any2ufmf is an open-source program to assist in converting uncompressed AVI files to the Micro Fly Movie Format. It is provided especially for use with the Ctrax tracking package.
any2ufmf is provided as an installer package for 64-bit Windows only. The current version is 188.8.131.52.
You may also need to install the Visual C++ 2010 Redistributable Package from Microsoft.
The version 1.0 interface for any2ufmf is rather crude. Video conversion proceeds in four steps, which start immediately upon running the program:
- Select input video. Videos are read by OpenCV (currently using version 2.4.7). The list of compatible video formats is undocumented, but it's known to include most AVI files.
- Select output filename.
- Select custom compression parameters. You may use the defaults, but the output quality will be better if you customize the settings to match your movie.
- Video conversion occurs. The program will open a window displaying the video frames as they are compressed, and a DOS terminal window will display information about the conversion progress.
- When conversion is finished, the terminal window will say so. You may close the windows or press ESC to exit any2ufmf.
UFMF compresses raw video by performing background subtraction. Conceptually, the background is assumed to be static or nearly so, and only the pixels in each frame which differ from the background are stored. This conserves space on disk and also speeds up tracking by effectively pre-processing the video.
Because the conversion to UFMF is a pre-processing step before tracking, it should be treated as equally important to the tracking itself. There are a number of parameters which can be set to affect the compression and conversion, and these should be determined through experience to result in the best tracking possible for your setup. We provide two sets of parameters to document and guide this process:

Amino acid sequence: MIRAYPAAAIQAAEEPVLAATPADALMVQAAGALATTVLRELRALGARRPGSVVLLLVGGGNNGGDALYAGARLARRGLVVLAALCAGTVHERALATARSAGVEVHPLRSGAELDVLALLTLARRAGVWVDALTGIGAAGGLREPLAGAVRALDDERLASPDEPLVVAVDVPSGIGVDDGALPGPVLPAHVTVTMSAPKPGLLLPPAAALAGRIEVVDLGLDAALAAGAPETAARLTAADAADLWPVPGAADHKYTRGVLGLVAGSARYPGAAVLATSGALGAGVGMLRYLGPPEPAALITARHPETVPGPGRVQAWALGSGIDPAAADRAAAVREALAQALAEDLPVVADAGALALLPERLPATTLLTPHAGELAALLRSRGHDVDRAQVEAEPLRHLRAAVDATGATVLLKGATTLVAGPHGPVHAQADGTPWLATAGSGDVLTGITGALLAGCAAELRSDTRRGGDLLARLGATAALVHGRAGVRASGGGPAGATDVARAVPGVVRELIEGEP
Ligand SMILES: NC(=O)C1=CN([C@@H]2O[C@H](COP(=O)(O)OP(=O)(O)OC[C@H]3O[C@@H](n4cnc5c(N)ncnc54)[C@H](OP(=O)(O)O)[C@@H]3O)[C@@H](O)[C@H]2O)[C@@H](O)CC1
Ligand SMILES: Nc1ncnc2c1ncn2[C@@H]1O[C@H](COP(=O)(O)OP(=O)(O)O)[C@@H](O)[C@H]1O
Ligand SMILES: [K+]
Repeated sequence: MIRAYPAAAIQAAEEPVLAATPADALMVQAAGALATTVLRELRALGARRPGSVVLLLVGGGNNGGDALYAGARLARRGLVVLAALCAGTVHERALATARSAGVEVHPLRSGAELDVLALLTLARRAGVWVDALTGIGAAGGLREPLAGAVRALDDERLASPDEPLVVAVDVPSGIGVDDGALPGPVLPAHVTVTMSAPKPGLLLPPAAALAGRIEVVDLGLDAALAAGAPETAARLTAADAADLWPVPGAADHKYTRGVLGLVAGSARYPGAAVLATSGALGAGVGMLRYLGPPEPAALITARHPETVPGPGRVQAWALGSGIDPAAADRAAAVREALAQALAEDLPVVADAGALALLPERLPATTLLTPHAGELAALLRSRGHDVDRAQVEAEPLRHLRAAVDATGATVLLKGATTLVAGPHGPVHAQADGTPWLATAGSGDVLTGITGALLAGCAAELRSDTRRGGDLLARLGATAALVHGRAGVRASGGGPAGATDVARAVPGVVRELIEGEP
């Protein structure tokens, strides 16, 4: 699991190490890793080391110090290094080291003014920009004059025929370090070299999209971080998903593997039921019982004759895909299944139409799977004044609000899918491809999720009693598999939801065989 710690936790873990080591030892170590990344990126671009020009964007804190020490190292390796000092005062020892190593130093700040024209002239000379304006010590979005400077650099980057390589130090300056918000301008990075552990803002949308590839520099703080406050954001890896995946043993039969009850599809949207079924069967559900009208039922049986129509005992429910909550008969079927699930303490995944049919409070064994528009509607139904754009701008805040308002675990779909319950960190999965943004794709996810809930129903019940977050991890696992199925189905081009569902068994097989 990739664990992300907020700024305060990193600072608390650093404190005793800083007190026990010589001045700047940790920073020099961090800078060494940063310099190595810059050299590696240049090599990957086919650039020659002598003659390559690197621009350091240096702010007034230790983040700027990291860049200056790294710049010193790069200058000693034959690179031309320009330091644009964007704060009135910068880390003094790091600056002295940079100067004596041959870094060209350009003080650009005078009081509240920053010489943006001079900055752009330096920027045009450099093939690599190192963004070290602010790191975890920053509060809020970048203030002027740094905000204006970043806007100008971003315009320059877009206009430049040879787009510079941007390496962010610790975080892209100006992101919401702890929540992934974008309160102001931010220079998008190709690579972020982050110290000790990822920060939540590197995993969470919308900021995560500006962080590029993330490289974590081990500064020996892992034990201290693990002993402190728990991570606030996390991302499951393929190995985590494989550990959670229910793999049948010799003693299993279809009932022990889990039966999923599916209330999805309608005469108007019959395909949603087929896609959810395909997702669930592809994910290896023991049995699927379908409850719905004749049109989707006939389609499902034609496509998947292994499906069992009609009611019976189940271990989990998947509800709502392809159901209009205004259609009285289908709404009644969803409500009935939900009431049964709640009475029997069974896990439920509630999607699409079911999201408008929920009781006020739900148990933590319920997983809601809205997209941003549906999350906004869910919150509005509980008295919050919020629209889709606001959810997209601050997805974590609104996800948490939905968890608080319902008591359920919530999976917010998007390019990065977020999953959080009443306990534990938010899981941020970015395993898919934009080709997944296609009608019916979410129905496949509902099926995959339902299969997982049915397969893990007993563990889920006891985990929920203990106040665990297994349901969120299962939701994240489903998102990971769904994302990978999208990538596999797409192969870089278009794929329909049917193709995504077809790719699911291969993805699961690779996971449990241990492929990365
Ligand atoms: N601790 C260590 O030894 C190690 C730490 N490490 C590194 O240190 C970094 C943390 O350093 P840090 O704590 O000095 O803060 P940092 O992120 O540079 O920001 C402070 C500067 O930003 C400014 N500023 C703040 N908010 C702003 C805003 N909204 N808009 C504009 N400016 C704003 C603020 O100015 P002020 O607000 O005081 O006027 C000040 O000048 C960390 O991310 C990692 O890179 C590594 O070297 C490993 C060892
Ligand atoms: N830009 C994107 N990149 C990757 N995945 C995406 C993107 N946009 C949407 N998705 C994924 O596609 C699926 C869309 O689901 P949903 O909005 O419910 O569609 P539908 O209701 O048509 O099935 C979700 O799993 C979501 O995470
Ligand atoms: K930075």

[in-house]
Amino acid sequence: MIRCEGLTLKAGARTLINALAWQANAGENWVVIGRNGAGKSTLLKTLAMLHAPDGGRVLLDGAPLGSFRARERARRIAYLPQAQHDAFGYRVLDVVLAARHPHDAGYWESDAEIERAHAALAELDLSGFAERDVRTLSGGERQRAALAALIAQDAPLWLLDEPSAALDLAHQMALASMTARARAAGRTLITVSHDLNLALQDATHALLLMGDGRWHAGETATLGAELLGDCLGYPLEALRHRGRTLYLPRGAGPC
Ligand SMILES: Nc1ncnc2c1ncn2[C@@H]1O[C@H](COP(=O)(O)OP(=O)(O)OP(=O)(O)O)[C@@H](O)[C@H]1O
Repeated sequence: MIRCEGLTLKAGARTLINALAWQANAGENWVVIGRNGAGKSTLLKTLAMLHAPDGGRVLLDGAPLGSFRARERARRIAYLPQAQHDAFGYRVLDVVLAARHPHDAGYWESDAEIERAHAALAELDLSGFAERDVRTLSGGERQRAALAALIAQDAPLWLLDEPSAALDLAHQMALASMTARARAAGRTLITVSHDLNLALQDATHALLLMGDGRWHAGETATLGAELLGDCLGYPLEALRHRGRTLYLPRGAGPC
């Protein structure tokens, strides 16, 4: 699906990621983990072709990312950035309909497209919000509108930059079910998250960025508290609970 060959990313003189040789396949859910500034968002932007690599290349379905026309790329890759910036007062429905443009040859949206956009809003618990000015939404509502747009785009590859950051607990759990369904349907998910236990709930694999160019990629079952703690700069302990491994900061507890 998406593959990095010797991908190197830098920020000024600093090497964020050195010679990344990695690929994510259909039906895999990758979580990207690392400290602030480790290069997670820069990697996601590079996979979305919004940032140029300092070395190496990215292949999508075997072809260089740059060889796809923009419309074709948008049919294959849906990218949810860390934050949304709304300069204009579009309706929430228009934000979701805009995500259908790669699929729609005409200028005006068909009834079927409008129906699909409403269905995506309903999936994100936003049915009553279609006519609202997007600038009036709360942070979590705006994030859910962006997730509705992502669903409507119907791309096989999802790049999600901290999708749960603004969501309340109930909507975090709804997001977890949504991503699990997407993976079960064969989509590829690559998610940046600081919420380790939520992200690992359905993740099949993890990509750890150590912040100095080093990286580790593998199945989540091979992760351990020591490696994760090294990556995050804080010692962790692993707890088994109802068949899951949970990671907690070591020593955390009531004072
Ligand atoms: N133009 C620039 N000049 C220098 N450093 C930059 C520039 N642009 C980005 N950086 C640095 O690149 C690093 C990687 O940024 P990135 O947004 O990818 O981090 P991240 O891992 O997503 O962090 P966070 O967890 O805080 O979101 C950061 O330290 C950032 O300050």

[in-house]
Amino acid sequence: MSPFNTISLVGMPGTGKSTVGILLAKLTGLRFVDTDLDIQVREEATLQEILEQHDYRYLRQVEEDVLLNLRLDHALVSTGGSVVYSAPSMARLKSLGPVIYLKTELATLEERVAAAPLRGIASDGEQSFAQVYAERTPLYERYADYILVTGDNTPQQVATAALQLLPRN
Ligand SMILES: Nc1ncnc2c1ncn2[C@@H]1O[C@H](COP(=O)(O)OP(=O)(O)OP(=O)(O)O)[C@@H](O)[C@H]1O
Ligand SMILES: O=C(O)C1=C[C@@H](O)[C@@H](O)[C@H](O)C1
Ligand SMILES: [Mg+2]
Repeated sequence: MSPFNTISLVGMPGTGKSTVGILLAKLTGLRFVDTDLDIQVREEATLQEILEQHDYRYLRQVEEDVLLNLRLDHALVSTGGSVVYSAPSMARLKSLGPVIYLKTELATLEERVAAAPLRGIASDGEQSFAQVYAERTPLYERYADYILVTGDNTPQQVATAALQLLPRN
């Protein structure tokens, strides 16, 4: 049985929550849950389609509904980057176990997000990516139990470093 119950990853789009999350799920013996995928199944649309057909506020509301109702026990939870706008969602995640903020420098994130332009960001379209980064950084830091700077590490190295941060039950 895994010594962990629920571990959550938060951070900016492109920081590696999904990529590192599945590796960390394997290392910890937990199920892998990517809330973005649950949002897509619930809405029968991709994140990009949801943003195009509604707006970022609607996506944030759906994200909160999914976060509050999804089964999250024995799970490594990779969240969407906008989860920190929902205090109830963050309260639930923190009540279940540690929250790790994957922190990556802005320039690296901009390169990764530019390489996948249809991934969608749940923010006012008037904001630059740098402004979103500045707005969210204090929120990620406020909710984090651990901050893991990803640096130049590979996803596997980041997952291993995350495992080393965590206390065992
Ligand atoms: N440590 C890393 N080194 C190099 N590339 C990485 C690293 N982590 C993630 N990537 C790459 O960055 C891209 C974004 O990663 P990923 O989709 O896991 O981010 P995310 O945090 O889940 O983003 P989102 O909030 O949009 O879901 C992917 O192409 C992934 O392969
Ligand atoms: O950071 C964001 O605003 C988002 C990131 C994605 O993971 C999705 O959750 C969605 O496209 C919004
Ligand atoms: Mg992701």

UFMF conversion, like almost all video compression techniques, is lossy, meaning information is lost that cannot be recovered. The information loss is conservative with respect to the foreground portions of the image, but you should confirm that your compressed UFMF videos are generally trackable before deleting the original uncompressed files. Once the correct settings are determined, it is safe to rely on UFMF for all tracking and archival purposes.
The Ctrax toolboxes for Matlab (the Ctrax-matlab-*.zip archives) contain a detailed description of the UFMF format and Matlab tools to read and write UFMF files. These tools can also be found in the Ctrax source repository inside matlab/filehandling.
Support for any2ufmf is provided through the Ctrax Google Group.